The banking company, Caylon Societe Generale, which is headquartered in France, announced last week that ATCO Properties & Management - the management and leasing company that runs the day-to-day operations of The Shops at Atlas Park - would be replaced next month. ATCO's contract will end on February 19, and will not be renewed.
A replacement management company has not been announced yet. A spokesperson for Caylon Societe Generale did not answer repeated phone calls seeking comment.
In a statement, the senior vice president of ATCO, Damon Hemmerdinger, said he was proud of the work his company did to promote the mall, which opened in 2006, and expressed regret at losing the contract to manage the facility.
"I am passionate about the development of The Shops at Atlas Park," Hemmerdinger said in a statement. "Our company and I will remain active members of the national retail real estate industry and of the Queens community."
It is unclear whether the French company's decision was a reaction to the slumping U.S. economy, or if the move is any indication that the mall is losing money.
Hemmerdinger insisted the mall is doing fine. In 2008, Hemmerdinger said 12 stores opened and traffic at the mall increased by 30 percent.
"I believe in Atlas Park," said Hemmerdinger, "and I believe that the residents of Queens want, deserve, and can support high-quality retail, restaurants, and entertainment - even in the midst of the worst recession in memory."
Owners of stores at the mall welcomed the management change, which many said was necessary if the young mall hopes to establish itself as a leading commercial center in Queens.
"On the surface the change doesn't seem like a good thing, but the positive is that Damon Hemmerdinger left the mall in a pretty good position for us to continue building what he started," said Shermon Peters, owner of Rosetta Wines. "He put down a great foundation in terms of his vision for what he wanted the mall to be. The infrastructure is there."
What was lacking, said Peters, was a comprehensive marketing strategy to attract attention to the mall. Peters said by now the mall has outgrown ATCO's initial marketing campaign and needs a more focused advertising drive targeting residents in surrounding communities like Glendale and Ridgewood.
Peters added the new management company would have to brand the mall as an integral part of the surrounding community.
“With all do respect to Mr. Peters,” countered Walter Sanchez, publisher of the Glendale Register/Queens Ledger weekly newspapers, “do we see any comprehensive marketing strategies from the Queens Center Mall or the Bay Terrace Mall? We see none. Atlas came up with the ‘I Support the Economy’ campaign giving out thousands of dollars to people all throughout Queens to promote the Mall. Not only did they buy signage space on billboards throughout Queens, they hired bands, ran all sorts of innovative newspaper and radio ad campaigns, had special concerts to get people in, gave out space for community meetings and got involved with running special events for every holiday.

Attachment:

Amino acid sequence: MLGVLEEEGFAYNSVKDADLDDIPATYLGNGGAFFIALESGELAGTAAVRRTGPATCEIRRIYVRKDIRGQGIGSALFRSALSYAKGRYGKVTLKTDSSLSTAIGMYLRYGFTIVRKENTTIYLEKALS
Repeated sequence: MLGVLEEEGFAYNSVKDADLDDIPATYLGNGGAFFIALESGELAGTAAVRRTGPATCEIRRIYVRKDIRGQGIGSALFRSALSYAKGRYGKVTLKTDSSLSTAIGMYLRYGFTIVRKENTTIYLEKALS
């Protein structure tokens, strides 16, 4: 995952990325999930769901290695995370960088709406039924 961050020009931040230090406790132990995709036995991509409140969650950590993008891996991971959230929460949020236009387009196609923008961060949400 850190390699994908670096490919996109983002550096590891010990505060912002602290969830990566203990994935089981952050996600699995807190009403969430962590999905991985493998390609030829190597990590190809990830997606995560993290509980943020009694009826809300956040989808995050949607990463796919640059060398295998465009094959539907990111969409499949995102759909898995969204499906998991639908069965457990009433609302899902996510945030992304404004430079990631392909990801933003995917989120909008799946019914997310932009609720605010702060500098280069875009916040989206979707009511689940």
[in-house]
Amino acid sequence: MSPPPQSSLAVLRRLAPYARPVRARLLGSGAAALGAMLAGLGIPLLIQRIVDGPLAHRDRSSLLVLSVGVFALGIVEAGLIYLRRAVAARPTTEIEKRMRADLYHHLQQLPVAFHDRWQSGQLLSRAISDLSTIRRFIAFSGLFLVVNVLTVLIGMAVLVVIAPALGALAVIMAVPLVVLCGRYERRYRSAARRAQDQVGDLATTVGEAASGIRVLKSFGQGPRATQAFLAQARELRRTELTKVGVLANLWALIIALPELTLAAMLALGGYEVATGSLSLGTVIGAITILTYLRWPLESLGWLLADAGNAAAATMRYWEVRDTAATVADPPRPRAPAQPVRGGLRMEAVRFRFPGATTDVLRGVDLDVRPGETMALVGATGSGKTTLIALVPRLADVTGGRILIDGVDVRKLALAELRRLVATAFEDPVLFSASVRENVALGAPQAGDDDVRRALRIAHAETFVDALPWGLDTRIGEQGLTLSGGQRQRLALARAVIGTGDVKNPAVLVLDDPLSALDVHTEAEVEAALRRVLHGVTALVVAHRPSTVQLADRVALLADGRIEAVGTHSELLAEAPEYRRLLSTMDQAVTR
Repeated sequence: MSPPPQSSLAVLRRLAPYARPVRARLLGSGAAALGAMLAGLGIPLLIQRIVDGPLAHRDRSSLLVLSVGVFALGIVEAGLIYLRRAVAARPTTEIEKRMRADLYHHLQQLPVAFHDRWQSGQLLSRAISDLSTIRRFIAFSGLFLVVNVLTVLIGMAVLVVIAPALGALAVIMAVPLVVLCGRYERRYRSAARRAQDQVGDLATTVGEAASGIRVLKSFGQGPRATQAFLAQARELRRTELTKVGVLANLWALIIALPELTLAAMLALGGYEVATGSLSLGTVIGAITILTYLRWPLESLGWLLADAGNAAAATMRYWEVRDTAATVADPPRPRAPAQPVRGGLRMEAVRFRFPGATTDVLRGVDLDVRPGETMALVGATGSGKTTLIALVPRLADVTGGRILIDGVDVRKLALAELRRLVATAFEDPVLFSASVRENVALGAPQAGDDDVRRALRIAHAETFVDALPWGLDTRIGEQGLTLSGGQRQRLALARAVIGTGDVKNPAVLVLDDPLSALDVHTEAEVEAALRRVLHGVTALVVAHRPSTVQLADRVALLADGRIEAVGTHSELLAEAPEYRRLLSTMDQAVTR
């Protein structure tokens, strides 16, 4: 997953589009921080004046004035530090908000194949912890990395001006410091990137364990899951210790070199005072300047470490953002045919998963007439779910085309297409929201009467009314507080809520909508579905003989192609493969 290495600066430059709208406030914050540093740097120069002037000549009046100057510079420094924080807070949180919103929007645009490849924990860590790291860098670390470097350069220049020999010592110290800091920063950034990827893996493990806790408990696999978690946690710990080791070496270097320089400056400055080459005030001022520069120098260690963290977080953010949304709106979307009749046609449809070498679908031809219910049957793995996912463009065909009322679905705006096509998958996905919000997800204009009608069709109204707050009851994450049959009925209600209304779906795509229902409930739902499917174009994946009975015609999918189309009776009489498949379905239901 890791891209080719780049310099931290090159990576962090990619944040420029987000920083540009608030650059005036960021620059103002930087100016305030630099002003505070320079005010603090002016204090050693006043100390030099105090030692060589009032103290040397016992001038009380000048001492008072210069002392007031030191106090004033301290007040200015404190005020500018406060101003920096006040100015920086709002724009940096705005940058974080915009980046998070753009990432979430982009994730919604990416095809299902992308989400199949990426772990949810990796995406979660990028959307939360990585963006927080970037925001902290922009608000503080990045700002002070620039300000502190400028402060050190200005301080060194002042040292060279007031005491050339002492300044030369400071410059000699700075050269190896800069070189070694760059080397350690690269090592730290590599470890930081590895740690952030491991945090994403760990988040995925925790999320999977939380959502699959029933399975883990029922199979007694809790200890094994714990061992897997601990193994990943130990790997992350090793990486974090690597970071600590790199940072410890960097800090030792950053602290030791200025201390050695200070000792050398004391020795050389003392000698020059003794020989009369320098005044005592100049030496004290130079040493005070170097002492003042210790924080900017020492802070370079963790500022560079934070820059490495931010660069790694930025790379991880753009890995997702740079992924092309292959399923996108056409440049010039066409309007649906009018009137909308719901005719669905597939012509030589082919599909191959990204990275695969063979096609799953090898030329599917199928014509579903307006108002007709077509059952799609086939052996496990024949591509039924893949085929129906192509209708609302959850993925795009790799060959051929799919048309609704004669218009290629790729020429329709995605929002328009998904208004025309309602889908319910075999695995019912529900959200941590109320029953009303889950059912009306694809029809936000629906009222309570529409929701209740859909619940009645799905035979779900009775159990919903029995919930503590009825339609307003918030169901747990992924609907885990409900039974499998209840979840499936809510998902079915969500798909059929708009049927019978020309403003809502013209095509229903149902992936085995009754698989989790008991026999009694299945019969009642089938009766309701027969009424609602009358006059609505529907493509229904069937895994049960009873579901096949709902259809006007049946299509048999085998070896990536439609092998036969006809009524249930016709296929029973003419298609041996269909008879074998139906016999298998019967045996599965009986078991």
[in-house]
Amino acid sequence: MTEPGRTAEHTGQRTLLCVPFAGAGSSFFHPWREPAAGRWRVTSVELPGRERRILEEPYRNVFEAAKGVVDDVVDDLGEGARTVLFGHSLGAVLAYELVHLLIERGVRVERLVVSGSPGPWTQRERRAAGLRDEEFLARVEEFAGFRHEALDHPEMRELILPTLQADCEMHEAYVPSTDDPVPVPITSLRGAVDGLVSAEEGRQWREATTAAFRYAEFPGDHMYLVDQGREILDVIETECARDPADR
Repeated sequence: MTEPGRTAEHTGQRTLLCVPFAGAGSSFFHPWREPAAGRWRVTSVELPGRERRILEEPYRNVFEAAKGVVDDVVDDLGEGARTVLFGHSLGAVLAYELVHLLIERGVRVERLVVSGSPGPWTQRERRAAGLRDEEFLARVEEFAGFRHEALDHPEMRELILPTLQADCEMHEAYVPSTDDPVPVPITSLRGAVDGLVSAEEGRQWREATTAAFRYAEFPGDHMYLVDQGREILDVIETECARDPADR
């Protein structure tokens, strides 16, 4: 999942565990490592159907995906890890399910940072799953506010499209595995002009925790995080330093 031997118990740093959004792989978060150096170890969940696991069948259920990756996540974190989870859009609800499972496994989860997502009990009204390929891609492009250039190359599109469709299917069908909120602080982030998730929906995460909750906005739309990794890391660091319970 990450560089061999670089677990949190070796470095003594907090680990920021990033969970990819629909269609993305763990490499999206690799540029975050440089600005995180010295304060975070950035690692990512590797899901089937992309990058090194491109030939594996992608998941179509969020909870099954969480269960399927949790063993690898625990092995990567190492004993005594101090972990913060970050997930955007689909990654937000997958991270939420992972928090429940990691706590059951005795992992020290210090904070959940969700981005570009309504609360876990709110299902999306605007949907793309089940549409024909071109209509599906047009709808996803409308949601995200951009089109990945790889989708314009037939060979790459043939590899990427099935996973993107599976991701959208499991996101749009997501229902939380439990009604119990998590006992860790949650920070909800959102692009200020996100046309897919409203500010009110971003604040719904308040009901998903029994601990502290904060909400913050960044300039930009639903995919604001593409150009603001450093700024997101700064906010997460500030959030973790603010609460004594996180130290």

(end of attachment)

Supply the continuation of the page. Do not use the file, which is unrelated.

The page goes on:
“They were more innovative than any other mall management company from Queens to Tanger Mall in Riverhead,” added Sanchez. “They did everything short of banging people over the head and dragging them there. Come on – the location is not as conducive for a mall as it could be, so they worked extra hard to attract customers. Customers are hard to come by in this economy and the supermarket is supposed to be a draw – but it is not. The Amish Market hurts the draw. It doesn’t attract enough customers needed to help the rest of the Mall. It’s overpriced – and the Shop AND Stop which is ten blocks away is very busy. The movie theater does a great job, but it’s not enough just yet. It takes time to make things work and they were well on their way. The shopping center will do just fine in the future, and ATCO will probably not get the credit they deserve for getting the ball rolling.”
Vincent Arcuri, chairman of Community Board 5 thought a new look at marketing might help.
"People have to know and be told what's there and I don't think that message has been getting out there," said Arcuri. The shop owners at Atlas Park who were interviewed for this article saw the management shakeup as a positive change.
"It will probably help in the long run," said a manager of Johnny Rockets, who asked to remain anonymous, "because they will bring in a company that has experience running malls, and spend more money on advertising to bring people to the shops."
Erick Budiman, manager of the restaurant Shiro of Japan, said he hopes the new management company attracts large, nationally known stores to Atlas Park.
"We're expecting they can bring in some better stores like maybe a Macy's that people already know," said Budiman, a move that could bring more shoppers to the mall.
In the meantime it's business as usual at the mall, as storeowners adjust to the upcoming change and wonder who their new mall manager might be. Arcuri said he believed the French holding company would look to replace ATCO with a major management company like Vornado that has experience managing large developments.
Still, not everyone is pleased with the change.
“The recent events of Atlas Park are very concerning to the community. I hate to be cliché but better the devil you know,” said Kathy Masi, the president of the Glendale Civic Association. “I don’t believe that a French Bank ownership understands the community or is even interested in owning property. Whether we liked the former owners or not, the Hemmerdinger family was four generations in Glendale.”